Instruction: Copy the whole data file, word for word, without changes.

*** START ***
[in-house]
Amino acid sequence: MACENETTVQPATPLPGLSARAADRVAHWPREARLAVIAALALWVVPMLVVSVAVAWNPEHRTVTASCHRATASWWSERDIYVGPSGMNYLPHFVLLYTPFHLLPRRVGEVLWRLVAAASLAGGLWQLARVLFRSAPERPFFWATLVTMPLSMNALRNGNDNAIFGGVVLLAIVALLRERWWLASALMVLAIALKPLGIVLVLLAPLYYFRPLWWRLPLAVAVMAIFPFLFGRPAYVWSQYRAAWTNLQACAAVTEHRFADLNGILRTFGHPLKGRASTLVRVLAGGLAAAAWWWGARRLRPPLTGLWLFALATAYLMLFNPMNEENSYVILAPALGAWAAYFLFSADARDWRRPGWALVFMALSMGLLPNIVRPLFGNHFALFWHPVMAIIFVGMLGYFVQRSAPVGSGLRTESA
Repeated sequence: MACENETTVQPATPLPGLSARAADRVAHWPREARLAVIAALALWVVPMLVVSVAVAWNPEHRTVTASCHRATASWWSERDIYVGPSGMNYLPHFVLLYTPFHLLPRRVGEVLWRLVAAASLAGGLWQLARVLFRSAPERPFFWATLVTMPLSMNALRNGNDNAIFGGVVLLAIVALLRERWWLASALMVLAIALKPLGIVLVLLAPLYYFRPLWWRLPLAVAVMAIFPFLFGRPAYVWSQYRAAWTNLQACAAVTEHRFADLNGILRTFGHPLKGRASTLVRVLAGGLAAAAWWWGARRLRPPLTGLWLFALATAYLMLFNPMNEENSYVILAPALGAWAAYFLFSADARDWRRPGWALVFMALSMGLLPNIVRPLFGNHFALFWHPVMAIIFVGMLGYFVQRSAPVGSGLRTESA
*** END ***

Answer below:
[in-house]
Amino acid sequence: MACENETTVQPATPLPGLSARAADRVAHWPREARLAVIAALALWVVPMLVVSVAVAWNPEHRTVTASCHRATASWWSERDIYVGPSGMNYLPHFVLLYTPFHLLPRRVGEVLWRLVAAASLAGGLWQLARVLFRSAPERPFFWATLVTMPLSMNALRNGNDNAIFGGVVLLAIVALLRERWWLASALMVLAIALKPLGIVLVLLAPLYYFRPLWWRLPLAVAVMAIFPFLFGRPAYVWSQYRAAWTNLQACAAVTEHRFADLNGILRTFGHPLKGRASTLVRVLAGGLAAAAWWWGARRLRPPLTGLWLFALATAYLMLFNPMNEENSYVILAPALGAWAAYFLFSADARDWRRPGWALVFMALSMGLLPNIVRPLFGNHFALFWHPVMAIIFVGMLGYFVQRSAPVGSGLRTESA
Repeated sequence: MACENETTVQPATPLPGLSARAADRVAHWPREARLAVIAALALWVVPMLVVSVAVAWNPEHRTVTASCHRATASWWSERDIYVGPSGMNYLPHFVLLYTPFHLLPRRVGEVLWRLVAAASLAGGLWQLARVLFRSAPERPFFWATLVTMPLSMNALRNGNDNAIFGGVVLLAIVALLRERWWLASALMVLAIALKPLGIVLVLLAPLYYFRPLWWRLPLAVAVMAIFPFLFGRPAYVWSQYRAAWTNLQACAAVTEHRFADLNGILRTFGHPLKGRASTLVRVLAGGLAAAAWWWGARRLRPPLTGLWLFALATAYLMLFNPMNEENSYVILAPALGAWAAYFLFSADARDWRRPGWALVFMALSMGLLPNIVRPLFGNHFALFWHPVMAIIFVGMLGYFVQRSAPVGSGLRTESA